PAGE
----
Beyond the technical flaws, the biggest problem Bassmaster Fishing 2022 has is in where its attempts at realism clash with its more arcade-ish elements. Realistic fishing tournament goals run counter to the more casual reality of how lures work. The graphics look great but your boat behaves like an air hockey puck. A whole lot of waiting around and finding good spots, but a minigame-like focus when it comes time to catch the fish. This conflicted approach means that both fans of sim games and fans of more casual fishing experiences are going to have to accept some compromises. Nevertheless, fishing fans will likely find enough to enjoy here to make it worth the trip.

SwitchArcade Score: 3.5/5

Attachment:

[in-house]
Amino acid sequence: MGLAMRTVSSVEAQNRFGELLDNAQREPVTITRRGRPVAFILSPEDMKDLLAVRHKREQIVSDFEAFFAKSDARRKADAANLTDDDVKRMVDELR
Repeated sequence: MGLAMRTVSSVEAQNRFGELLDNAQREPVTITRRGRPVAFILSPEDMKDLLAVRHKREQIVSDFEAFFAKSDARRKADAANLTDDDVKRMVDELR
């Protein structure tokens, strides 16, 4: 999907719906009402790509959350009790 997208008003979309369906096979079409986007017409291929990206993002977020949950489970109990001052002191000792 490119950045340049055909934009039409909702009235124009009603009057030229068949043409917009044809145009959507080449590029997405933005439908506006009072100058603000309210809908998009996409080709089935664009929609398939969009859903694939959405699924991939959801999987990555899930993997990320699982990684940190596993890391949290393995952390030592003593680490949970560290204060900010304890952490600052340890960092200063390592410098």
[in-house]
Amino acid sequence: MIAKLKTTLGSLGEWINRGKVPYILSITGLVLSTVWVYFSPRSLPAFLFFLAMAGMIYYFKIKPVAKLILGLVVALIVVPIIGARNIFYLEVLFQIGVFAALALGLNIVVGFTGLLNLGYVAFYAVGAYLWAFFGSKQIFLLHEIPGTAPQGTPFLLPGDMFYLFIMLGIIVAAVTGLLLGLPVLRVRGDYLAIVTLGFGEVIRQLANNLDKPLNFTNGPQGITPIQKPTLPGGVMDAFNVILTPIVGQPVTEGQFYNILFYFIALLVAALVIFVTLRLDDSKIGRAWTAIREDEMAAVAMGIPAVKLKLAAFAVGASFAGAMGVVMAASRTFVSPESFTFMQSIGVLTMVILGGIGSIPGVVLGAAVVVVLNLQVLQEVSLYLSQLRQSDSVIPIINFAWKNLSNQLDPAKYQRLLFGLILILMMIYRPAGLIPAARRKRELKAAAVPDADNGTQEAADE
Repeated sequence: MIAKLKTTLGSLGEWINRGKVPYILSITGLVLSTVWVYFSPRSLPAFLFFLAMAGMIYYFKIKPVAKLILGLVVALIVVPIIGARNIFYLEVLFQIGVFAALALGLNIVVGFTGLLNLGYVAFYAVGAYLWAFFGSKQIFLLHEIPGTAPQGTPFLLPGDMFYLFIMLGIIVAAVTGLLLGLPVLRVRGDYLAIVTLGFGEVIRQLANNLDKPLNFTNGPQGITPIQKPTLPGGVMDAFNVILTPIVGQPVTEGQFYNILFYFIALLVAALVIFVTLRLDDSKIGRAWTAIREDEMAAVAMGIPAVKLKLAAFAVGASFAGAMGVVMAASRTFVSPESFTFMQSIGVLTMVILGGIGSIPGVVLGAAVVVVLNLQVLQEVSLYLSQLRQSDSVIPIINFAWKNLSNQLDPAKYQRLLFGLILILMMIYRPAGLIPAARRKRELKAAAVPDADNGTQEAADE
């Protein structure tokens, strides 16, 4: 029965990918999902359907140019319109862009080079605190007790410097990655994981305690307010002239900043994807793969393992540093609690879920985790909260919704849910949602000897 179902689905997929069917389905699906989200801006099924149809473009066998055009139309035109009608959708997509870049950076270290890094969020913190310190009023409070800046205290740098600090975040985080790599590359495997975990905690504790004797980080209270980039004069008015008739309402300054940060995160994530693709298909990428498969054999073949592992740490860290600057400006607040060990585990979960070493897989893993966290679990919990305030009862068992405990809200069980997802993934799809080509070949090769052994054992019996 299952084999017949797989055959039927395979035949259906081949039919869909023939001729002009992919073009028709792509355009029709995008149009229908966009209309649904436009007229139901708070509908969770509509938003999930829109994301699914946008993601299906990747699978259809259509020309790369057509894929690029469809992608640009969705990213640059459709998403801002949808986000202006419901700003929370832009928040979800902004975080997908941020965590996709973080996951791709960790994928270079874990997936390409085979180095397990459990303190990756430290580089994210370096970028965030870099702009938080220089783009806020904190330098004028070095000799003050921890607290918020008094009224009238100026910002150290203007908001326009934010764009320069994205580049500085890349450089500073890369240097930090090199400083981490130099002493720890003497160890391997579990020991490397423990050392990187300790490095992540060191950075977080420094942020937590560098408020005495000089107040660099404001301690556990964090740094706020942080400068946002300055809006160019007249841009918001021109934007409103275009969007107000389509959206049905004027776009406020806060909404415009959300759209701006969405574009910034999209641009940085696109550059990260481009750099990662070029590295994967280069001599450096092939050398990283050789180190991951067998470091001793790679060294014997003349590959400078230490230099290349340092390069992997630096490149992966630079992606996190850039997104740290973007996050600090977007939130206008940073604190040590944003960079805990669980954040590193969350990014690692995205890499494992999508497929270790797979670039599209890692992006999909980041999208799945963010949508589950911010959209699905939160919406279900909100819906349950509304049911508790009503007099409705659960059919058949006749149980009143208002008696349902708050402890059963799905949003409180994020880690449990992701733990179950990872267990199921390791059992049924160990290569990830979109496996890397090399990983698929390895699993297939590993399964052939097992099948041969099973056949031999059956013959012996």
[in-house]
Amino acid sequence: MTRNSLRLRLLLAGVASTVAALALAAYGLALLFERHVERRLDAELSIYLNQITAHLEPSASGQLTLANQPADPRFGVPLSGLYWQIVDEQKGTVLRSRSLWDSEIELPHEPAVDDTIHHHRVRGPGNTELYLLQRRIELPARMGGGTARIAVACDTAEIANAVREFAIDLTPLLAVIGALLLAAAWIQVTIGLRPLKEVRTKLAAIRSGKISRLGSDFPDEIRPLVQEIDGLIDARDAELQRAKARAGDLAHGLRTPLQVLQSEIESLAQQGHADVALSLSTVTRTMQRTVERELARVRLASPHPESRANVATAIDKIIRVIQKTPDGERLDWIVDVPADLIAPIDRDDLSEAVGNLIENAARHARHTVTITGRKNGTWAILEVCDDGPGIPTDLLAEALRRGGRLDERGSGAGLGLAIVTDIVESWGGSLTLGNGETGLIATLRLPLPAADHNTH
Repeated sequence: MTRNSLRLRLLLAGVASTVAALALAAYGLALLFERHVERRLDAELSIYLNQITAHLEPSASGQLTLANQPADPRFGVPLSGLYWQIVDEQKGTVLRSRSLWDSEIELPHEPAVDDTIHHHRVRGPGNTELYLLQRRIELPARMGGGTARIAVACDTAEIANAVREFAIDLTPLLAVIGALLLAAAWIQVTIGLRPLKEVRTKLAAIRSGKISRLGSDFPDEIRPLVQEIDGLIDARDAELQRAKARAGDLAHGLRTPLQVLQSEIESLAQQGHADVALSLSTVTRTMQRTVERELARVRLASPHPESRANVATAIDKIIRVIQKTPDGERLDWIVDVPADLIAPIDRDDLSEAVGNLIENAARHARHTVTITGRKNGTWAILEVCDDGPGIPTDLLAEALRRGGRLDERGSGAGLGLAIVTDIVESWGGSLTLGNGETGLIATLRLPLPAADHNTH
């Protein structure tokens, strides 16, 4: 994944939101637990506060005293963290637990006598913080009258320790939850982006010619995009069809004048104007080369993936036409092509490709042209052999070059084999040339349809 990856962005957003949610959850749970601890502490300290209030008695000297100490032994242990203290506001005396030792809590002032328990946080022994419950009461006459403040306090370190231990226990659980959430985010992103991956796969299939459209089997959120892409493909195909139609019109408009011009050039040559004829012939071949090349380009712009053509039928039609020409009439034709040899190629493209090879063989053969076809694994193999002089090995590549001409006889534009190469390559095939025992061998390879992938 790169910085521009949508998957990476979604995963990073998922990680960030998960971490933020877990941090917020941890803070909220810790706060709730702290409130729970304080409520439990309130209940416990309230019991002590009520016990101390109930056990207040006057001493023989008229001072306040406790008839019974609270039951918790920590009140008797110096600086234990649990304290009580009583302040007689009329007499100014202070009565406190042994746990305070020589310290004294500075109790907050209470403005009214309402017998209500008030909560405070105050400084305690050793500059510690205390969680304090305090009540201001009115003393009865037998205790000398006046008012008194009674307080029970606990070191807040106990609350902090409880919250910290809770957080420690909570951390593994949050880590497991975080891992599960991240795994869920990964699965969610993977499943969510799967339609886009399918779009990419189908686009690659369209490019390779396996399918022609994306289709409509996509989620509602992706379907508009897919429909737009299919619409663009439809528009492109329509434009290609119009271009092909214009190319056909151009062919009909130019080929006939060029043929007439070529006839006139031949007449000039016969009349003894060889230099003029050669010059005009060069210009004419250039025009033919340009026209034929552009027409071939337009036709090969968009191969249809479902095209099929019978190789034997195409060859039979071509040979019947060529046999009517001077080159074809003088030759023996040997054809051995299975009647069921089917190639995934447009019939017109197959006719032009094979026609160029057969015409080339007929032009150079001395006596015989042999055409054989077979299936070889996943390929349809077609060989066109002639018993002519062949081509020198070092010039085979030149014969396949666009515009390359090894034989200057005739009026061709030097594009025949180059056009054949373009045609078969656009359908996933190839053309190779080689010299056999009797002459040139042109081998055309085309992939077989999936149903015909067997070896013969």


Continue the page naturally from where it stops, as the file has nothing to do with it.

Firegirl: Hack ‘n Splash Rescue DX ($17.99)

I wanted to like this game a whole lot more than I did, but it’s decent enough. You play as Firegirl, a brave rookie firefighter who has some personal stakes in the whole business. You’ll enter procedurally-generated burning locations, seeking out survivors and putting out fires as you go. Success will earn you money that you can use to upgrade your firehouse and equipment, giving you better tools to take on more difficult calls. It’s a 2D platformer where you spray flames with water, use your axe to chop down obstacles, and even fly through the air with a jet of H2O. As you clear missions, the slightly bonkers story will slowly roll out.